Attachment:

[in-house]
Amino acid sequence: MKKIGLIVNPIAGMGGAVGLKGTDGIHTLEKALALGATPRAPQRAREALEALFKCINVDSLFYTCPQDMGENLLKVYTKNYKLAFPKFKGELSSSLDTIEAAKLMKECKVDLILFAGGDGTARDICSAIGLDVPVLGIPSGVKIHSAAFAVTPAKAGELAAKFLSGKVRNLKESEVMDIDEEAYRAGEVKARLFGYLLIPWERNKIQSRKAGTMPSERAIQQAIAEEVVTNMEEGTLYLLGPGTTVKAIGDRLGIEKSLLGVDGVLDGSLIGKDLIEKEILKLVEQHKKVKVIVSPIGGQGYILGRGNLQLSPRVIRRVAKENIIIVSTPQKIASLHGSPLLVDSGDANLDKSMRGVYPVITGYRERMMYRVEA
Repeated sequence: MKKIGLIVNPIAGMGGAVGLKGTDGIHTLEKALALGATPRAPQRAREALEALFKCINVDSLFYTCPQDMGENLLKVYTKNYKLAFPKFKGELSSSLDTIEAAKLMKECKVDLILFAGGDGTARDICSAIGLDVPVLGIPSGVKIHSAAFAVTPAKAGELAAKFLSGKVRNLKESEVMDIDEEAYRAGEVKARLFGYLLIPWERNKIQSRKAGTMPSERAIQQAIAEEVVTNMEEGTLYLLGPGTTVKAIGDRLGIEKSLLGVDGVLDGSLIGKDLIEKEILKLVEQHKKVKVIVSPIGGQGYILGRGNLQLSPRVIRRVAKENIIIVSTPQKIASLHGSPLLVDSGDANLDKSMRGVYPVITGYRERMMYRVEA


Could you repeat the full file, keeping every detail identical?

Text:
[in-house]
Amino acid sequence: MKKIGLIVNPIAGMGGAVGLKGTDGIHTLEKALALGATPRAPQRAREALEALFKCINVDSLFYTCPQDMGENLLKVYTKNYKLAFPKFKGELSSSLDTIEAAKLMKECKVDLILFAGGDGTARDICSAIGLDVPVLGIPSGVKIHSAAFAVTPAKAGELAAKFLSGKVRNLKESEVMDIDEEAYRAGEVKARLFGYLLIPWERNKIQSRKAGTMPSERAIQQAIAEEVVTNMEEGTLYLLGPGTTVKAIGDRLGIEKSLLGVDGVLDGSLIGKDLIEKEILKLVEQHKKVKVIVSPIGGQGYILGRGNLQLSPRVIRRVAKENIIIVSTPQKIASLHGSPLLVDSGDANLDKSMRGVYPVITGYRERMMYRVEA
Repeated sequence: MKKIGLIVNPIAGMGGAVGLKGTDGIHTLEKALALGATPRAPQRAREALEALFKCINVDSLFYTCPQDMGENLLKVYTKNYKLAFPKFKGELSSSLDTIEAAKLMKECKVDLILFAGGDGTARDICSAIGLDVPVLGIPSGVKIHSAAFAVTPAKAGELAAKFLSGKVRNLKESEVMDIDEEAYRAGEVKARLFGYLLIPWERNKIQSRKAGTMPSERAIQQAIAEEVVTNMEEGTLYLLGPGTTVKAIGDRLGIEKSLLGVDGVLDGSLIGKDLIEKEILKLVEQHKKVKVIVSPIGGQGYILGRGNLQLSPRVIRRVAKENIIIVSTPQKIASLHGSPLLVDSGDANLDKSMRGVYPVITGYRERMMYRVEA